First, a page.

There’s an excellent video on YouTube in which director Todd Haynes and actor Julianne Moore discuss his 1995 film Safe, and its enduring relevance in the 20 years since its release.
“I think in some ways, all of these themes have only expanded as digital culture has expanded, as technology has expanded, questions about health and illness and susceptibility to viruses — even with the progress made around HIV as one case, we’ve seen — there seem to be many, many others that are continually cropping up that endanger our sense of human corporeal persistence in a modern world.”
Haynes is right. The film, and the sentiments of its central female character, Carol, has not only remained relevant; its relevance has grown and continues to grow by the day in the midst of the technology boom, the climate crisis, and the era of self-help capitalism.
Haynes’ film beautifully melds a wide-ranging number of themes and human fears into a simple, timeless, eerie world where mind and body are synchronised, and society is making the individual sick. And that individual just so happens to be a regular housewife living in 1980s California, Carol.
Carol is an unremarkable, rather timid woman who, with nothing much else to do but buy new furniture for her large, modern house, suddenly falls ill with a mystery condition that may or may not be related to chemical sensitivities and fumes from the urban world around her.
As her health spirals, so does her place in society, and her previously invisible social isolation suddenly becomes painfully exposed. She’s an alien to the norms of the 20th century, so she ventures to the hills of New Mexico to try and find a new normal. Whether she finds that sense of normal is another story.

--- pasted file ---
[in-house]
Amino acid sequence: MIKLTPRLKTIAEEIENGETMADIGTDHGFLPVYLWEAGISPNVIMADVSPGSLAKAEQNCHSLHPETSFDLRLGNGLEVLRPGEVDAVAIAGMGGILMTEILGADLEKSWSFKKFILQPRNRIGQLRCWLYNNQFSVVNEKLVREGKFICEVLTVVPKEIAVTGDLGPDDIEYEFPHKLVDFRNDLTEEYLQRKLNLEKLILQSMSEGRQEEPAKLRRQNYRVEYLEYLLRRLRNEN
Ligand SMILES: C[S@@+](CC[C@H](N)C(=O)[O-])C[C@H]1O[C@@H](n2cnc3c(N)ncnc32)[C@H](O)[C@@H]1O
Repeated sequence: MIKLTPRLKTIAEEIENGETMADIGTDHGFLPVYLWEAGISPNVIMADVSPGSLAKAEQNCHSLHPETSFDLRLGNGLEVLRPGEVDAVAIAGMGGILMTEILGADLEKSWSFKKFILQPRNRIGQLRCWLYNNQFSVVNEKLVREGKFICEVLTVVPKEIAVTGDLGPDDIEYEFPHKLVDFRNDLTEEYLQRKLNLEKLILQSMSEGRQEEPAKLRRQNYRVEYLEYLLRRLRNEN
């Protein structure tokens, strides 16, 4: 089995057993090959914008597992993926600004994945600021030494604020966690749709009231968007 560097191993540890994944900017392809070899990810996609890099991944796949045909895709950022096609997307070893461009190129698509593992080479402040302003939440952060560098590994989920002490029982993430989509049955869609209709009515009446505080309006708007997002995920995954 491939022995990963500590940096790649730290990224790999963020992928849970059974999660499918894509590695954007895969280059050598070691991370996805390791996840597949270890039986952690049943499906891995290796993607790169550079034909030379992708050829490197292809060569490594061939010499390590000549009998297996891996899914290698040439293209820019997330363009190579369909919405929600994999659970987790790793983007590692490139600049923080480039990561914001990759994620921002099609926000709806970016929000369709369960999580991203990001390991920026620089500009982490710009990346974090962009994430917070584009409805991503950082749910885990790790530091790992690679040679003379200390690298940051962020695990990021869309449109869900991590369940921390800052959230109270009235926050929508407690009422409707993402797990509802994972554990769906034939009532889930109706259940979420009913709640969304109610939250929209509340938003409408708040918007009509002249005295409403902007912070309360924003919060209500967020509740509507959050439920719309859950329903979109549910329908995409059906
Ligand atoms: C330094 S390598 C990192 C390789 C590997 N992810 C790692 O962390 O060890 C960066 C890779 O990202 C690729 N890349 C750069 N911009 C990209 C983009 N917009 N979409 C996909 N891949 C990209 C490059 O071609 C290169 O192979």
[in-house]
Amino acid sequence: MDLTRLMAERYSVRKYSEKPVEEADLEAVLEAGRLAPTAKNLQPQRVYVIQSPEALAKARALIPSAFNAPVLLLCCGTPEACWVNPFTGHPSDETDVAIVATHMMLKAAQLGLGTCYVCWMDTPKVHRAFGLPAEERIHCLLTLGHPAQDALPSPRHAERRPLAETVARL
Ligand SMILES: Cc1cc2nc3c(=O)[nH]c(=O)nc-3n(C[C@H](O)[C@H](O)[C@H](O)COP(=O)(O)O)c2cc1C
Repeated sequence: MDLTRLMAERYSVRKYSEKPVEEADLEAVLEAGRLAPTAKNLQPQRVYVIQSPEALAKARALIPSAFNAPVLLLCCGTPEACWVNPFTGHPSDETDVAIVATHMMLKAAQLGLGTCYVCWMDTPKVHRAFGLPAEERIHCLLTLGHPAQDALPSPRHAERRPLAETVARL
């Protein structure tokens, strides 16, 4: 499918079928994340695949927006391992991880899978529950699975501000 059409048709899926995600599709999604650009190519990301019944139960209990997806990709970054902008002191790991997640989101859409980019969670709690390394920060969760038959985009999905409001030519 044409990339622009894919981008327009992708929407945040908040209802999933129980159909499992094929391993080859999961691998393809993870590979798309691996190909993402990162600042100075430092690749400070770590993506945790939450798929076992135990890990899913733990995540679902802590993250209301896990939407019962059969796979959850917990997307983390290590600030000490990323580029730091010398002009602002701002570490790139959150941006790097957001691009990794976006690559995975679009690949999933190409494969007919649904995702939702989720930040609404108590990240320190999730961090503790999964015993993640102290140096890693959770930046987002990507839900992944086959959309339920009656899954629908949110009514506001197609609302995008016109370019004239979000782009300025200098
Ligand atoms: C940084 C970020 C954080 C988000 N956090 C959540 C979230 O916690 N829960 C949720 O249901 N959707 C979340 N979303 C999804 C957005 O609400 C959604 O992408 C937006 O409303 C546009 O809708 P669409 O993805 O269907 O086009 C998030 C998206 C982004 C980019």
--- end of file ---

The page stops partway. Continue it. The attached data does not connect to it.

More features? Subscribe to our newsletter
Director Sarah Hadley and I enjoy the challenging task of adapting film back to the stage in order to shed new light on aspects of the screenplay.
We love the film Safe, and want to bring that text to the stage so we can pick apart the beautiful, endlessly relevant text that Haynes created almost 25 years ago.
We want new audiences to engage with the text, and original fans of the film to reconnect with it, considering how the passage of time has re-contextualised it.
We want to treat the text with respect, and re-shape it so we can explore the themes that matter to us. Themes like the genre of melodrama in the context of a largely feminist modern-day society; the continuing human obsession with health, wellness and the paradoxical struggle of ‘curing oneself’; our suffering natural environment, and the consequences of the human body’s place in burgeoning urban development; and the alienation of the individual (female) body within a society that rejects it.
All these light and cheery themes await you if you come and see the first stage in our development of Safe. We can’t wait to breathe new theatrical life into this story, showcase some incredible actors (Ella Prince, Jenae O’Connor and Kieran Clancy-Lowe), and put our own spin on a Haynes classic.
Finishing off the Old 505’s FreshWorksFEMME season for 2019 seems like an excellent way to do just that.